In general, Florida only allows you to drive a golf cart on a highway if it divides a subdivision, trailer park, or golf course. You do not have to title or register a golf cart with the state, either. When driving a golf cart in Florida, you still have to abide by the rules of the road, such as yielding the right of way.
Florida draws a distinction between golf carts and low-speed vehicles (LSV). The rules and regulations regarding these vehicles are different depending on their classification.
Low-Speed Vehicles vs. Golf Carts
Before you can understand the regulations for golf carts, you should understand what sets them apart from low-speed vehicles (LSV). Often, these two types of vehicles look identical and are often driven through residential areas.
How the Law Classifies Golf Carts and LSVs
According to Florida Statute § 320.01(42), an LSV is any four-wheel vehicle with a top speed that can travel faster than 20 miles per hour but less than 25. Essentially, an LSV occupies the space between golf carts and automobiles.
Meanwhile, Florida Statutes § 320.01(22) defines a golf cart as “a motor vehicle that is designed and manufactured for operation on a golf course for sporting or recreational purposes and that is not capable of exceeding speeds of 20 miles per hour.”
Confusingly, some vehicles marketed as golf carts can exceed 20 miles per hour, which technically makes them LSVs. However, the vast majority of electric golf carts can only travel below that speed.
Where You Are Allowed to Drive Golf Carts and LSVs
One thing that both golf carts and LSVs have in common is the ability to drive them in residential neighborhoods. However, an LSV may also operate on any public road with a speed limit no higher than 35 miles per hour.
Golf carts must avoid roadways, but according to Florida Statute 316.212, the operator of a golf cart may cross a highway if it divides a subdivision, trailer park, or golf course.
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Another important difference between golf carts and LSVs involves registration requirements. An owner has no obligation to title their golf cart or register it with the state. The same is not true for LSVs, however. The owner of an LSV must both title and register the vehicle similar to other motorized vehicles.
What’s more, it is possible to modify a golf cart into an LSV by altering its ability to travel above 20 miles per hour. When this happens, the owner must now comply with the state regulations on LSVs. The failure to do so could result in costly fines.
Whether you are operating a golf cart or an LSV, Florida’s traffic laws apply. This is important because you could face a costly fine even while driving a golf cart on a quiet neighborhood road. While all moving violations have the potential to apply to golf carts, some that frequently result in citations include:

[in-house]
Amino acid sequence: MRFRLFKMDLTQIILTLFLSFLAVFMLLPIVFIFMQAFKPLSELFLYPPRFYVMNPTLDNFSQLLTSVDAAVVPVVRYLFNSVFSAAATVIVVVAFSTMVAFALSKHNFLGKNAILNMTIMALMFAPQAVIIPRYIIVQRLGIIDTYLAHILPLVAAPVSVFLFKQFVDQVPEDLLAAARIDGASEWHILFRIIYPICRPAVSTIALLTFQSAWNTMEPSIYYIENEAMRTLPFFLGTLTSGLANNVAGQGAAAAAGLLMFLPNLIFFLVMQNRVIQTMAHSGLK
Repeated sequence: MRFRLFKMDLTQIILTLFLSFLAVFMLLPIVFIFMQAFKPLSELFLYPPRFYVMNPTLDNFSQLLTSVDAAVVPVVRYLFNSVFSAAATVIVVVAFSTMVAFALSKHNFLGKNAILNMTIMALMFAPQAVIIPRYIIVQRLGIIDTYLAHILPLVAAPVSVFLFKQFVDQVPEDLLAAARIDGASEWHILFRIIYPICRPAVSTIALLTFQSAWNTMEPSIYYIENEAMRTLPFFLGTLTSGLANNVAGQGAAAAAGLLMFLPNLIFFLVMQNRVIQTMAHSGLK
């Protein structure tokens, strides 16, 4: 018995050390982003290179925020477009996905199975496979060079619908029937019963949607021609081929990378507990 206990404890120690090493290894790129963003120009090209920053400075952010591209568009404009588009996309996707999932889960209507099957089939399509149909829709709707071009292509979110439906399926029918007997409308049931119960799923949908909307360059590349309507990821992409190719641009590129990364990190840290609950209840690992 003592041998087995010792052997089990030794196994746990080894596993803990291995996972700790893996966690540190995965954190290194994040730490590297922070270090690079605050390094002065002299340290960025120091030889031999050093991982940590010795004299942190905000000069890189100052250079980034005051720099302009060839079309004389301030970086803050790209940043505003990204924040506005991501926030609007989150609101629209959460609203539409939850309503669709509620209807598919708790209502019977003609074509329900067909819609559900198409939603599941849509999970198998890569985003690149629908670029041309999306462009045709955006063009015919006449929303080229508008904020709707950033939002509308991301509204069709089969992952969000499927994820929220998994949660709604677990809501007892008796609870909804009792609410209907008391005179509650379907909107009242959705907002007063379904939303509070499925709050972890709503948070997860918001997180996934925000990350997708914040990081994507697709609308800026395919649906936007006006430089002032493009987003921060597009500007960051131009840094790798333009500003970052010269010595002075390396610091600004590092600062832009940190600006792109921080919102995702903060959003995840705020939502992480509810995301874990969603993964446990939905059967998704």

- Driving While Intoxicated. It is possible to face a DWI arrest for driving a golf cart while intoxicated. According to Florida Statutes § 316.003, a vehicle is a “device in, upon, or by which any person or property is or may be transported or drawn upon a highway, except personal delivery devices and devices used exclusively upon stationary rails or tracks.” This language has been found to apply to golf carts.
- Failure to Yield. Operators of golf carts often believe that because their vehicles are not full-fledged automobiles that the rules of road do not fully apply. A common example involves golf cart drivers failing to yield the right of way.
- Running a Stop Sign. Not all golf cart operators comply with the regulations regarding traffic control devices. These operators are liable for failing to stop for traffic lights or stop signs, just like motorists in passenger vehicles.
Driving at Night
Generally, you may only operate a golf cart during daylight hours. However, the rules regarding operating a golf cart at night vary from one city to another.
Some municipalities allow owners to operate their golf carts after dark as long as they have headlights, along with other safety equipment, including brake lights, reflectors, and turn signals. Other jurisdictions do not require turn signals but instead mandate windshields.
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Protect Your Rights As a Golf Cart Owner with an Attorney
The regulations and laws regarding golf carts in Florida are extensive. From licensing requirements to the right to drive on public roadways, there are countless laws that apply to the operation of these vehicles. These laws are further complicated by the need to differentiate between golf carts and LSVs.
Unfortunately, no amount of regulations can protect golf cart operators from the risk of an accident. When golf carts and motor vehicles collide, the outcome can be severe. If you suffered an injury in a golf cart accident, the team at Bogin, Munns & Munns is here to help. Call 407-578-9696 for a free consultation right away.